The owner has commissioned numerous reports to justify the proposals. The only significant historical fact discovered was a farmhouse on this site from about 1760 to 1860. The land is low grade, being over-grazed by sheep, with poor hedges and trees, and two silted-up ponds.

A farm management plan concludes that the rare breeds of cattle/sheep and free-range hens "will provide a self-contained and self-sufficient, sustainable farming system, providing high quality food for domestic use, with surplus sales generating a small income."

The plan continues, "It is unlikely that this farming system can succeed unless the owner is living on the property. Livestock living and breeding out of doors will require constant supervision, particularly when birthing and this degree of attention requires 24/7 management availability."

The applicant’s farming skills are not stated.

The supporting documents acknowledge the green belt location, but set out "very special circumstances" to justify planning permission.

They claim that the openness of the green belt will be preserved, because the house will be visible from very few, if any, public places, due to the topography and the design, which sculptures the house into the landscape.

Other factors:

  • the outstanding quality of the design of the house
  • the previous farmhouse on the site creating a link with the land through the introduction of rare breeds
  • the ecologically efficient construction and operation of the house using solar power and water recycling
  • a new footpath along the eastern boundary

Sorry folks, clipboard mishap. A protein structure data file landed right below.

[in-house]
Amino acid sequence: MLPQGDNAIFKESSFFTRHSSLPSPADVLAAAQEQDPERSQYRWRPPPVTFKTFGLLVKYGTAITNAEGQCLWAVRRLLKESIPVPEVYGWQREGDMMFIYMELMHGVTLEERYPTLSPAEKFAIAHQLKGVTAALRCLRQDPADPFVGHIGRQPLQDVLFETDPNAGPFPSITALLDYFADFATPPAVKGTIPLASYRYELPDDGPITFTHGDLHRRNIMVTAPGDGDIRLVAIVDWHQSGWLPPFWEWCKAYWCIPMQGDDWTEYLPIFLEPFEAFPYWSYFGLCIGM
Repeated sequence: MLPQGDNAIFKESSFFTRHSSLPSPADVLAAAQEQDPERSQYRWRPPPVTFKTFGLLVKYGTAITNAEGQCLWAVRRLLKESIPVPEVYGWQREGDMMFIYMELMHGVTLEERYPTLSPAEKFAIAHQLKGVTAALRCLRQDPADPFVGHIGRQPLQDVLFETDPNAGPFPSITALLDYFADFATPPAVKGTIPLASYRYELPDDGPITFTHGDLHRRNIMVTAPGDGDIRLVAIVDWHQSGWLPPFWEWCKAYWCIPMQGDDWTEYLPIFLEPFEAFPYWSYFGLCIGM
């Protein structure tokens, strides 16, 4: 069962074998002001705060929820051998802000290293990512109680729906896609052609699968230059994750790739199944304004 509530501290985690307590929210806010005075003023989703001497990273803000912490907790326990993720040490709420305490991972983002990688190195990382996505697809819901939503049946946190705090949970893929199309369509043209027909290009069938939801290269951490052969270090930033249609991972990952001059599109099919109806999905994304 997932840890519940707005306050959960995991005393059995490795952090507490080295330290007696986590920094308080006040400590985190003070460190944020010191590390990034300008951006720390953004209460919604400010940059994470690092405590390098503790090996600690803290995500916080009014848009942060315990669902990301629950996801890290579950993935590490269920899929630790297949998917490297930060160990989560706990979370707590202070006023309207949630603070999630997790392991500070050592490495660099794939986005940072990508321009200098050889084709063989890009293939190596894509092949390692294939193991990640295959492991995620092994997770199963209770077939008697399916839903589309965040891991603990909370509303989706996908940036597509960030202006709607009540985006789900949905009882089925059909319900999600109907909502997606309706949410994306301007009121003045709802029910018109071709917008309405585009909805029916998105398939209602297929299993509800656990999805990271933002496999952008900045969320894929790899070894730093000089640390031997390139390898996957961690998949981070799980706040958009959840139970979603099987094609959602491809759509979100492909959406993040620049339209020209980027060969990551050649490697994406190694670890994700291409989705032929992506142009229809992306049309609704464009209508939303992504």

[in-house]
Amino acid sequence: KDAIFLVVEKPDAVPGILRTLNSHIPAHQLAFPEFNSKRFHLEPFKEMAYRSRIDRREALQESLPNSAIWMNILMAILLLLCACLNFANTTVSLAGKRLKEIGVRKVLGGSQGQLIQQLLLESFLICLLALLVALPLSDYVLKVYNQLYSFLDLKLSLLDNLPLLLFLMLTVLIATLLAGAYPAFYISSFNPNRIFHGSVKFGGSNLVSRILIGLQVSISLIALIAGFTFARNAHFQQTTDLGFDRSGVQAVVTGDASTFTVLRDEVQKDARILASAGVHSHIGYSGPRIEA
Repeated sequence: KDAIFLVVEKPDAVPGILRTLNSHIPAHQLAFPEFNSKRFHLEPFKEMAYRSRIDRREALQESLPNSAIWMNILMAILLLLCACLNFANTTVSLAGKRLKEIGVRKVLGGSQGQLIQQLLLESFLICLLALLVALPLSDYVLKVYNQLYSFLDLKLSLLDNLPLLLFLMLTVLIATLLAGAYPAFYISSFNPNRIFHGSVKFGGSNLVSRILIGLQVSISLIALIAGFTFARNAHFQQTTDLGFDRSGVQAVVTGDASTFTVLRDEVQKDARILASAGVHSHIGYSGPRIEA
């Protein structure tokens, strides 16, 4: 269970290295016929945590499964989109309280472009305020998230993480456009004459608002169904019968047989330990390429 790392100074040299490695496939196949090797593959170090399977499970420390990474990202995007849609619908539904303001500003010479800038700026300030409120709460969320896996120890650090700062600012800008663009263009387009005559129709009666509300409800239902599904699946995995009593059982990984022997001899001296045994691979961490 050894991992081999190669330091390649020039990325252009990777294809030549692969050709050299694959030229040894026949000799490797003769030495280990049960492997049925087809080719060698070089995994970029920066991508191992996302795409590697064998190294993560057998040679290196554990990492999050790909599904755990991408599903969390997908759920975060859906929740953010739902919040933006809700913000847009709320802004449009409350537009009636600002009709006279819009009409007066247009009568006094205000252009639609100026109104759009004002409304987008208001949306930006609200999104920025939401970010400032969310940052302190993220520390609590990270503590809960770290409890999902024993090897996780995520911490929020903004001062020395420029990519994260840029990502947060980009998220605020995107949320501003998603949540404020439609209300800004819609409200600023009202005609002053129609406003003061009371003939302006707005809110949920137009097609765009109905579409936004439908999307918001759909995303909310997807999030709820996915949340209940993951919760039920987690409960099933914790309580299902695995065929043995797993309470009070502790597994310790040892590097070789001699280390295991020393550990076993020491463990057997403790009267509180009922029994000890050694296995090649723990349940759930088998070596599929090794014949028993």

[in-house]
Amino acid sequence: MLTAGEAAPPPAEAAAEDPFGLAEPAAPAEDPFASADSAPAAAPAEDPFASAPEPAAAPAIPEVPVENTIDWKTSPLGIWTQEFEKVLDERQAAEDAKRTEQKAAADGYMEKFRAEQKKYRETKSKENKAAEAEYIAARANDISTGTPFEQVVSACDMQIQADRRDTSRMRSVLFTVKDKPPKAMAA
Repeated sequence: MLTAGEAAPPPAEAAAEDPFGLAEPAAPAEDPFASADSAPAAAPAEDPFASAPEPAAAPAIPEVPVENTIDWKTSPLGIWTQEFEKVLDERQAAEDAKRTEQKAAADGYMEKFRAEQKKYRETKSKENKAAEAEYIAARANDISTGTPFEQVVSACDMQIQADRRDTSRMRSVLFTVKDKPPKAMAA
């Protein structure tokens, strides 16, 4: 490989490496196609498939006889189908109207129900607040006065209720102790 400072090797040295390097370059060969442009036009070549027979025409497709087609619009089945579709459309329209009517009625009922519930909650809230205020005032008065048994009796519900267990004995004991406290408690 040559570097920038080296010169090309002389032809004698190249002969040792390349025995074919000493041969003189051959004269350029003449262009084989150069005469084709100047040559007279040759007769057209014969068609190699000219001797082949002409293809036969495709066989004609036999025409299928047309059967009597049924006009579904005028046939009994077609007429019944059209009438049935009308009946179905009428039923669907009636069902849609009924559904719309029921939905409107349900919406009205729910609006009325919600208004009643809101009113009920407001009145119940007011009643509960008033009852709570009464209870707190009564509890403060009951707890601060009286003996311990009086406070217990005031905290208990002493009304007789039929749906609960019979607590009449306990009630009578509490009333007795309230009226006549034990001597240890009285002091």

• the reversal of the current over-grazing and poor management of the land.
Much play is made of the house conforming to Planning Policy Guidance Note 7 (PPG7) – countryside environmental quality. PPG7 states that there has been a decline in the number of county houses built in recent years, and this house will be of the highest quality.

Points for you to consider

Planning Policy Guidance Note 2 (PPG2) – Green Belts Click here to read PPG2

Para 3.2 - the Secretary of State will attach substantial weight to the harm to the Green Belt when considering any planning application or appeals.

Para 3.4 - new buildings in the green belt are inappropriate unless …. for agricultural purposes…. and other uses which preserve the openness of the green belt, and do not conflict with the purposes of including land in the green belt.

Para 3.5 - essential facilities (defined in 3.4) should be genuinely required for the use of land which should preserve the openness of the green belt.

Comments - Is the prime objective to niche-farm this 21-acre site profitably, or to build something out of the ordinary, a futuristic house? Also, PPG2 makes no mention of the quality of the land – land in the green belt can be poor or wonderful – it does not matter.

Planning Policy Guidance Note 7 (PPG7) – Countryside Click here to read PPG7

4.11 Policy on Green Belts is set out in PPG2, and is not modified by this PPG. Click here to read this point.

By Bob Horrocks, Honorary Secretary
North Mymms District Green Belt Society

29 December 2003

Bob's article is also produced in full on the North Mymms District Green Belt Society website. Please feel free to discuss this issue in this site's forum, but remember, only written submissions to Welwyn Hatfield Council's Planning Department will have any bearing on the local authority's decision.